The former head of the BOC, Patriarchal Exarch of All Belarus, Metropolitan of Minsk and Zaslavl Pavel, met with the people who suffered during the protests and beatings in the pre-trial detention center in one of the hospitals in Minsk.
In one of his speeches, he addressed President Lukashenko: "I ask Alexander Grigorievich Lukashenko, who is the guarantor of our country's constitution, to do everything possible to stop the violence."
After the appeal of Metropolitan Pavel to Lukashenko, the Holy Synod of the Russian Orthodox Church appointed another head of the BOC. Bishop of Borisov and Maryinogorsk Veniamin in his first speech in this position noted that the mournful events in the country came from the fact that the hearts of the Belarusians "were inclined in an unkind direction."
How Lukashenka responded to the clergy
Meanwhile, the statements of the Belarusian Orthodox Church and the Roman Catholic Church in Belarus did not go unnoticed by President Alexander Lukashenko. On August 22, at a rally in Grodno, he called on representatives of various confessions not to interfere in political issues, "to settle down and do their own thing."
“I am surprised by the position of our confessions. My dear clergy, settle down and get busy with your own business. Churches and churches are not for politics,” Lukashenka said. You are taking your position now. And the state will not look at it with indifference."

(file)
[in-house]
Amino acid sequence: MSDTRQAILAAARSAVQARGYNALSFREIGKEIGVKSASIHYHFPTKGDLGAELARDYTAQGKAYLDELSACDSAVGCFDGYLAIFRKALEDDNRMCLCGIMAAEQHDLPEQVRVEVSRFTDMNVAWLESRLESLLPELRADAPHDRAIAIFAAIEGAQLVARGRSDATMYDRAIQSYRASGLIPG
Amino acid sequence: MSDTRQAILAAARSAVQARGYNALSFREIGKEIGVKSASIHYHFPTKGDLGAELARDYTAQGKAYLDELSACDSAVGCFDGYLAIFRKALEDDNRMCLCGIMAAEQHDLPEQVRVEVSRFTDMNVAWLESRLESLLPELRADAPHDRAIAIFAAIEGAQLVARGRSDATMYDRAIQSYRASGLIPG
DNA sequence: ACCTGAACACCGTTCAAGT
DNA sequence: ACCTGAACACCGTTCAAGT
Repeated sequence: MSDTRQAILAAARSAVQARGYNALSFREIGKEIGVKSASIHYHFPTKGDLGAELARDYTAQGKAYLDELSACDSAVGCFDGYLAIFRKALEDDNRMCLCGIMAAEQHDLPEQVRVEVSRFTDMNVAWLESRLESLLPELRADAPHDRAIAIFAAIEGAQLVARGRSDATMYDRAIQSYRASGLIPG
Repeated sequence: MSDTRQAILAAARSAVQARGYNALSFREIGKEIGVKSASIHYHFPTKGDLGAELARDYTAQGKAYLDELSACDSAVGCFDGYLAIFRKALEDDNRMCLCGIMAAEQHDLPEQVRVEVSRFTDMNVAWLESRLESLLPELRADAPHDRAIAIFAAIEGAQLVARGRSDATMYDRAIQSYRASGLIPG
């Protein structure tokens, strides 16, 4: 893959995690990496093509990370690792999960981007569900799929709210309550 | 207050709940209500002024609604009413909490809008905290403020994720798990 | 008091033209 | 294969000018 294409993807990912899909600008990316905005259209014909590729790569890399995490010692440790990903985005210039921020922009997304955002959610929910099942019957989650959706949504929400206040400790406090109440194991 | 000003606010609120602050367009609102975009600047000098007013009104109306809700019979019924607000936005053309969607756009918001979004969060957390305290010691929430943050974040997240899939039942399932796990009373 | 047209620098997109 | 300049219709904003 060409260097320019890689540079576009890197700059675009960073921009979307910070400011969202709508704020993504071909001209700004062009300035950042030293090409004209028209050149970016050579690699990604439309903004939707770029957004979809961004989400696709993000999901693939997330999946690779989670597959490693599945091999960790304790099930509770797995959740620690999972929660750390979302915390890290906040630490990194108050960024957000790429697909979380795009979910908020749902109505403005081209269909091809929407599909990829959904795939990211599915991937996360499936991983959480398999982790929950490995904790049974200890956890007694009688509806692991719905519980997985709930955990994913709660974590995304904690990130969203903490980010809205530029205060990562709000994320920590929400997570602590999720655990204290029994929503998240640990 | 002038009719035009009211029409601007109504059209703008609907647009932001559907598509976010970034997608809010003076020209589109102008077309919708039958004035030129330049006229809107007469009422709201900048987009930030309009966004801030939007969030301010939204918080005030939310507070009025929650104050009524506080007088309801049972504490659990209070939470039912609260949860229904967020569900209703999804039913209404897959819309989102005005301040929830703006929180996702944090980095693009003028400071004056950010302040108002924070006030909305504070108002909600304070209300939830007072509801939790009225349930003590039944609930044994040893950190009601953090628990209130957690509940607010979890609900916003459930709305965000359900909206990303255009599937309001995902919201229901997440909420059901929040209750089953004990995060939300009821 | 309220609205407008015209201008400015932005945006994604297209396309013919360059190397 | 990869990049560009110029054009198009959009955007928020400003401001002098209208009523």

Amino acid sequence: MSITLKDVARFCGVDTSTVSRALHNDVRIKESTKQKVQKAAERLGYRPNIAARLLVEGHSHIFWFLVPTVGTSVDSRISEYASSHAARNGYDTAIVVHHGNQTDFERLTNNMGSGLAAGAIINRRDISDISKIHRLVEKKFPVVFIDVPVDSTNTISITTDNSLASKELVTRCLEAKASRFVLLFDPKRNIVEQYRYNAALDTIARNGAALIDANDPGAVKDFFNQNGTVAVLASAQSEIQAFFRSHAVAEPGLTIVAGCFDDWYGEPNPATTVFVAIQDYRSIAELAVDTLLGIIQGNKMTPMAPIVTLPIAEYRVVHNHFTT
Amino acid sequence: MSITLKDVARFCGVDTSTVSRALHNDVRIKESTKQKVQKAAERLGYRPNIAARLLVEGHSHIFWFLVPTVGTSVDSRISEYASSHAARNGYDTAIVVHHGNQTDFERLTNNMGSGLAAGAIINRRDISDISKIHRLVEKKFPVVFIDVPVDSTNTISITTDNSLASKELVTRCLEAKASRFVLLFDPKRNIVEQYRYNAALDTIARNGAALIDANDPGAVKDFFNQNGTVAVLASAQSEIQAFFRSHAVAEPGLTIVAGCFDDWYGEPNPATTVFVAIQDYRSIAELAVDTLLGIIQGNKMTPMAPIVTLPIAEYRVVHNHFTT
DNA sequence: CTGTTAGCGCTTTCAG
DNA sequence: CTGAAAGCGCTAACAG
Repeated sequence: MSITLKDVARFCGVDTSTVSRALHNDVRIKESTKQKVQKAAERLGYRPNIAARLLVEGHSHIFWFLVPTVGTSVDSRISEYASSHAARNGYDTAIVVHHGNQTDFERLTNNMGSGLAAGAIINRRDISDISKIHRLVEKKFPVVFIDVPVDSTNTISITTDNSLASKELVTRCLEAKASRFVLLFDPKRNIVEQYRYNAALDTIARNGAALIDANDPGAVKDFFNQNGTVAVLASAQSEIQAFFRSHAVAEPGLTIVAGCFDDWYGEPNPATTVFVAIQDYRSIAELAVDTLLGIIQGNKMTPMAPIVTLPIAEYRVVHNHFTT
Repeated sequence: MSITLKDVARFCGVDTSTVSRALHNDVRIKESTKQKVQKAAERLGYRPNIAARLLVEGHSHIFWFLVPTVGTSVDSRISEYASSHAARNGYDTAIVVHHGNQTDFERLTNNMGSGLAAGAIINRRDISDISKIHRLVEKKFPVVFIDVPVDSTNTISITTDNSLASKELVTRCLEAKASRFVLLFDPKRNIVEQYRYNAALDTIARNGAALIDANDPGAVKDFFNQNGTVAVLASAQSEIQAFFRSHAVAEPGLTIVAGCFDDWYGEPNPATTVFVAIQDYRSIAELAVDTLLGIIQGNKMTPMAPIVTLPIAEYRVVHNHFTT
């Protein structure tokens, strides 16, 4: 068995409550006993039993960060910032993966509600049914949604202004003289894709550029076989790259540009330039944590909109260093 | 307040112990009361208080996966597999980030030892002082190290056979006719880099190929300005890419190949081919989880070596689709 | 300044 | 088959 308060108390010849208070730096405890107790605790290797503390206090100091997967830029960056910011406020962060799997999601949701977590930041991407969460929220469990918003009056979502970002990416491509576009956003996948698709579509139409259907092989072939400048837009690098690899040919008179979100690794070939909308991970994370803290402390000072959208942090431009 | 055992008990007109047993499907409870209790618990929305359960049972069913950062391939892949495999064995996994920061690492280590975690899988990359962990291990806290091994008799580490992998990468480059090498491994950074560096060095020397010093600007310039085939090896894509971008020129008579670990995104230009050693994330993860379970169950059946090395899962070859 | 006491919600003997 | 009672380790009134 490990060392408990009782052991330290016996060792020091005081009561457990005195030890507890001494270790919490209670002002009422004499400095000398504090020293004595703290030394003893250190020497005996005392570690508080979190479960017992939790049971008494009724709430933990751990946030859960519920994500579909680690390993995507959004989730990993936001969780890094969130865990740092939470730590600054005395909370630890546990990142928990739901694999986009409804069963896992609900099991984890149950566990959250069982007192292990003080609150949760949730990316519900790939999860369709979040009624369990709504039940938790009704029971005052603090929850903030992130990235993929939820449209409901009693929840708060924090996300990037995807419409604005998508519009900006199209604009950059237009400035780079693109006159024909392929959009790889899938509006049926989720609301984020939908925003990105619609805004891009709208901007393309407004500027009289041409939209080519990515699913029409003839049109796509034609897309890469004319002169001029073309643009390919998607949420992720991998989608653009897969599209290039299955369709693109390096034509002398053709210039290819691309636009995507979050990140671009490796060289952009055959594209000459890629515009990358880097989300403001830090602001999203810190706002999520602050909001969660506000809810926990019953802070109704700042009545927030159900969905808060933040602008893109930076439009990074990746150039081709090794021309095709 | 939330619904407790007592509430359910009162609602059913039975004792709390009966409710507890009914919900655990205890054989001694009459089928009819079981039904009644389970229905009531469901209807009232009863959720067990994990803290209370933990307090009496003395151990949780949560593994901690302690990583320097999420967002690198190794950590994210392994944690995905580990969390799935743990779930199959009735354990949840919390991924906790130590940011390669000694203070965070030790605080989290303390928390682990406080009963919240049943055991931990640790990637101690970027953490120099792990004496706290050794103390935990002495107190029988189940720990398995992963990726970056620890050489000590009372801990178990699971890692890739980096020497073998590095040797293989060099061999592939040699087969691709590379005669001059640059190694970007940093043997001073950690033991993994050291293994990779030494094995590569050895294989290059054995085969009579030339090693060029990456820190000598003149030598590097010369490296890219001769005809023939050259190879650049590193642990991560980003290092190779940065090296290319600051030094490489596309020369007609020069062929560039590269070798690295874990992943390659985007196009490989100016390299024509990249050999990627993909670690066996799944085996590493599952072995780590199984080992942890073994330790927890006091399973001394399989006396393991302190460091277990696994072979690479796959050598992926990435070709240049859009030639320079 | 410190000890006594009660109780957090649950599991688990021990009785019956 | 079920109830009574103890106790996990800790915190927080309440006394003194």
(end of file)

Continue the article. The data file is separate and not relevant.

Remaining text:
Russian society is in a constant fever: in the shadow of the universal struggle against the virus, the State Duma is actively adopting laws that cause protests from the public, scientists, practitioners in the field of information security, personal and state sovereignty, and even security officials
In Soviet and post-Soviet times, residents of the CIS countries repeatedly fought for independence and freedom, many protests ended tragically. The authorities dispersed the protesters, the consequence of such actions is the tightening of control over the population and numerous victims
The Belarusian authorities found themselves in a situation of the narrowest room for maneuver in their history. Society is angry, the economy has been stagnating for ten years, reforms are scary, relations with the West are preparing to freeze, and in order to get Russian support, sovereignty must be shared
As a preface. This article arose as a commentary on an excellent post by Dmitry Steshin on the prospects for what is happening in the United States today
Coming to a famous Orthodox monastery in Russia or attending an ordinary church "in the area", believers buy candles, icons, oil and other paraphernalia - as it should be. At the same time, prices in temples are very different, and in tourist places they even make you round your eyes